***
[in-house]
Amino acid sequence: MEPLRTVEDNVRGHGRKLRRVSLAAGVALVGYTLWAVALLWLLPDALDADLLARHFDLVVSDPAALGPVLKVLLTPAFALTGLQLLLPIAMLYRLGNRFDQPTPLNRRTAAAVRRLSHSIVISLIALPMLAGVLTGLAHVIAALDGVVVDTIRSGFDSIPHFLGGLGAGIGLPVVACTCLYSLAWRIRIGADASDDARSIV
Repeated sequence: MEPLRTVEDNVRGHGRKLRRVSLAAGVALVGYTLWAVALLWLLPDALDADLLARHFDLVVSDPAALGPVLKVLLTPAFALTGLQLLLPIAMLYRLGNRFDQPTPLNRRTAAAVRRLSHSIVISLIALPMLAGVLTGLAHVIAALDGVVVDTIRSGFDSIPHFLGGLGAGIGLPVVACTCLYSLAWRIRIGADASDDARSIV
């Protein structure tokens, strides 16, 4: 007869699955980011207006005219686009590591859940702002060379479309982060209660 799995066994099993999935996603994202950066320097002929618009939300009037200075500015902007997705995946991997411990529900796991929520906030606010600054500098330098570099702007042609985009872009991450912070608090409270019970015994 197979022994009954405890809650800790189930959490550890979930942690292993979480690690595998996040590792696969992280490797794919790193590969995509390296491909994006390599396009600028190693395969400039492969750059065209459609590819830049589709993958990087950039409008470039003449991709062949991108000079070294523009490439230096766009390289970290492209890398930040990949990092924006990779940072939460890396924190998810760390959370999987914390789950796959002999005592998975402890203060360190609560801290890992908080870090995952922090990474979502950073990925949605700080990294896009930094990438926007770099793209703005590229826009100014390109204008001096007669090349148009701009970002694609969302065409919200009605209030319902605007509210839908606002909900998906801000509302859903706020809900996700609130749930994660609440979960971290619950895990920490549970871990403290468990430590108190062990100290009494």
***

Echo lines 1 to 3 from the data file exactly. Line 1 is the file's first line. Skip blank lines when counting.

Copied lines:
[in-house]
Amino acid sequence: MEPLRTVEDNVRGHGRKLRRVSLAAGVALVGYTLWAVALLWLLPDALDADLLARHFDLVVSDPAALGPVLKVLLTPAFALTGLQLLLPIAMLYRLGNRFDQPTPLNRRTAAAVRRLSHSIVISLIALPMLAGVLTGLAHVIAALDGVVVDTIRSGFDSIPHFLGGLGAGIGLPVVACTCLYSLAWRIRIGADASDDARSIV
Repeated sequence: MEPLRTVEDNVRGHGRKLRRVSLAAGVALVGYTLWAVALLWLLPDALDADLLARHFDLVVSDPAALGPVLKVLLTPAFALTGLQLLLPIAMLYRLGNRFDQPTPLNRRTAAAVRRLSHSIVISLIALPMLAGVLTGLAHVIAALDGVVVDTIRSGFDSIPHFLGGLGAGIGLPVVACTCLYSLAWRIRIGADASDDARSIV